May I mention only in passing because of the lack of time that we may have to consider carefully in future the effect on stocks of purse netters, such a large proportion of whose catch tends to be rendered unfit for human consumption and fit only for processing by the techniques of catching and storing. However, that may be a matter for another debate.

I turn now to the stocks of industrial fish which are currently being considered. The first is the blue whiting, which has received a great deal of publicity as being potentially suitable for human consumption. These fish appear to exist in greatest numbers in a region west of Rockall at a depth of between about 160 and 270 fathoms. They can, therefore, be fished only by large seaworthy vessels, for example, from our Greenland and Iceland distant-water fleet. Nonetheless these fish are attracting the attention of Norwegians, who, I understand, intend to take a million tons out of the area in the course of the coming season.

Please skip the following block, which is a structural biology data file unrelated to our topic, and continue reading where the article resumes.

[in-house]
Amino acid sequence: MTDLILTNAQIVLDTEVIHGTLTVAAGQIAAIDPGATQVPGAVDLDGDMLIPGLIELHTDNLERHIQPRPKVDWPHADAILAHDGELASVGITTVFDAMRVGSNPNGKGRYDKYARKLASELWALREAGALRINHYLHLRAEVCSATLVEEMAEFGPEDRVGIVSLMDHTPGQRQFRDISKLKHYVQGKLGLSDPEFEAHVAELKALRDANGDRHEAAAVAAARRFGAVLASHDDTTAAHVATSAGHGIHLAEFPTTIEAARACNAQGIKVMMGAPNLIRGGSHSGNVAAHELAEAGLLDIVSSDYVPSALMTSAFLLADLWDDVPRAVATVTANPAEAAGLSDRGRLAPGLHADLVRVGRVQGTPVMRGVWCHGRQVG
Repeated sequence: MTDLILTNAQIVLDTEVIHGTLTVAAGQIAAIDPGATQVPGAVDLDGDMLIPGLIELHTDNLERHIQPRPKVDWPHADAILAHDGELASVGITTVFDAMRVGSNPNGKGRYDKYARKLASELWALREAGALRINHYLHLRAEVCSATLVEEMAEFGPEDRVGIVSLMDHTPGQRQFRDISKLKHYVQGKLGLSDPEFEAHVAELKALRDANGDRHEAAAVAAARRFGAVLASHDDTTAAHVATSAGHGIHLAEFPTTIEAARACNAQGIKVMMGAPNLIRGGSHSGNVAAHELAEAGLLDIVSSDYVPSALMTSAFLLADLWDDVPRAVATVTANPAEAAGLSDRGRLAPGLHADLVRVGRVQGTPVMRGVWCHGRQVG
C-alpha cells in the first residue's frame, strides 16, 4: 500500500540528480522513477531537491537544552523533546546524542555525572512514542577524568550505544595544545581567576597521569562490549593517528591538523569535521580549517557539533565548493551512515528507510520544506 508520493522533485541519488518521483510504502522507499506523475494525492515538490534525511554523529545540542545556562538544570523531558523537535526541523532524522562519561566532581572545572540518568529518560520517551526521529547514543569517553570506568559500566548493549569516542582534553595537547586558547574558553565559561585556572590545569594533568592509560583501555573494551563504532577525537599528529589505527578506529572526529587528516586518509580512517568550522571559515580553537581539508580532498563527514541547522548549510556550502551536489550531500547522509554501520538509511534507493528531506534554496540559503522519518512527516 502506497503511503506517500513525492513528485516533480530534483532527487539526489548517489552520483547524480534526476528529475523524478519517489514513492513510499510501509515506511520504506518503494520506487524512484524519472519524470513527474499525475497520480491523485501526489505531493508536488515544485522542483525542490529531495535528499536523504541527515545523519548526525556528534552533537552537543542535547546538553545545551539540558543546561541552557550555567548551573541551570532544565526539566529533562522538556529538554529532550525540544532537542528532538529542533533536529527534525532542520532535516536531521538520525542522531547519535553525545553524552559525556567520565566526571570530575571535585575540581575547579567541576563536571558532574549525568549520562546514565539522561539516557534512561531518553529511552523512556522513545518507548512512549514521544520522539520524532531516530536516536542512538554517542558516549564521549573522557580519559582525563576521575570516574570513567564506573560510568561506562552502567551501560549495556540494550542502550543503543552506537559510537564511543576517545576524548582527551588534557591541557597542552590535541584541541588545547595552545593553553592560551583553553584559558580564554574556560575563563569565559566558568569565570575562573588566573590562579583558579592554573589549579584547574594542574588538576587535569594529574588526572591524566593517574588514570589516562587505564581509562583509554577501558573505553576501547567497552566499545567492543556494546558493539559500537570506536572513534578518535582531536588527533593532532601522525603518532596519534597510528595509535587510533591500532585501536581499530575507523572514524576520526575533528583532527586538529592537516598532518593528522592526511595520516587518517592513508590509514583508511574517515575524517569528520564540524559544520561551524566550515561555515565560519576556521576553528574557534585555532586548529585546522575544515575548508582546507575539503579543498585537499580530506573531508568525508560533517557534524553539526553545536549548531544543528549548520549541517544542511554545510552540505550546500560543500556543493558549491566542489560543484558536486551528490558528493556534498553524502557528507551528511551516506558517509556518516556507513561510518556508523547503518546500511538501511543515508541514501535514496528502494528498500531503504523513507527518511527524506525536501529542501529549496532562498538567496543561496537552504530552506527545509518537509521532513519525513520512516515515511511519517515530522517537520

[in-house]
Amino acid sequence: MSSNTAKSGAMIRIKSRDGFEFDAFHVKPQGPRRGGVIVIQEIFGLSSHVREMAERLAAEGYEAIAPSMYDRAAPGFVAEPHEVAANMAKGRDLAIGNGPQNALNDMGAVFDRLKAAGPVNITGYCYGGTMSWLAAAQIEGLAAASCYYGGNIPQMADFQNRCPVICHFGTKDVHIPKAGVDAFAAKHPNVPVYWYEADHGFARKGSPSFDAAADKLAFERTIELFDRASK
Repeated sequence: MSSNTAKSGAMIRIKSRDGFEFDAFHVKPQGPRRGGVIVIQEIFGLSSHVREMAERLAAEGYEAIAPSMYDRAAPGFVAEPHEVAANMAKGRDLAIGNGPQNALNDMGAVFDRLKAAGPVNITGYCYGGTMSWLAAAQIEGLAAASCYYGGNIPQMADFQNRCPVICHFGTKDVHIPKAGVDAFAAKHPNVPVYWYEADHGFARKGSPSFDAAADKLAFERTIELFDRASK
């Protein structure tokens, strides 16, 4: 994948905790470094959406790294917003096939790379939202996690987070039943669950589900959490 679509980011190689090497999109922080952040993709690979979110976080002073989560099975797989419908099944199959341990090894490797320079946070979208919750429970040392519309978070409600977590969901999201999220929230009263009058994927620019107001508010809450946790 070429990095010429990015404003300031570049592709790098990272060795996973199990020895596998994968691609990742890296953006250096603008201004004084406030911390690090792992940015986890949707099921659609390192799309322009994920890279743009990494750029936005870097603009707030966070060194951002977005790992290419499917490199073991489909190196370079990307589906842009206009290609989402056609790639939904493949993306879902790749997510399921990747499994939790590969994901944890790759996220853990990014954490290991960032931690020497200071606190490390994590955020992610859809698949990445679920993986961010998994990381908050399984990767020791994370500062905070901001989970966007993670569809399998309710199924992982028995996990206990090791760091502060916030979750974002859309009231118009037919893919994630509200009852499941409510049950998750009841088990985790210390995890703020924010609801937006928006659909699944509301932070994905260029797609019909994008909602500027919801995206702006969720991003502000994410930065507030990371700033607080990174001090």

Stocks are variously estimated to be between 100 million tons and 800 million tons and it must be questionable whether the Norwegians are contemplating a desirable activity. If there is a potential here for human consumption it would be most unfortunate for the fish to be taken for industrial purposes. The White Fish Authority is, I know, interested in these possibilities. It seems that before the stocks are exhausted or interfered with seriously for industrial purposes further experimentation should be carried out on the human consumption possibilities of the blue whiting.

Sand eels are greatly concentrated upon by the Danes and by a number of smaller Grimsby vessels. The fishermen say that they do not catch very many. However, sand eels are part of the food chain of the other edible fish. Uncontrolled interference with that food chain could be highly dangerous. The experiment to which I referred at the beginning of my remarks concerning the Norway pout has demonstrated that it is rarely caught except with a mixture of other fish such as herring, haddock and whiting. Depending upon the season, they can be mature enough, but they may be very immature fish.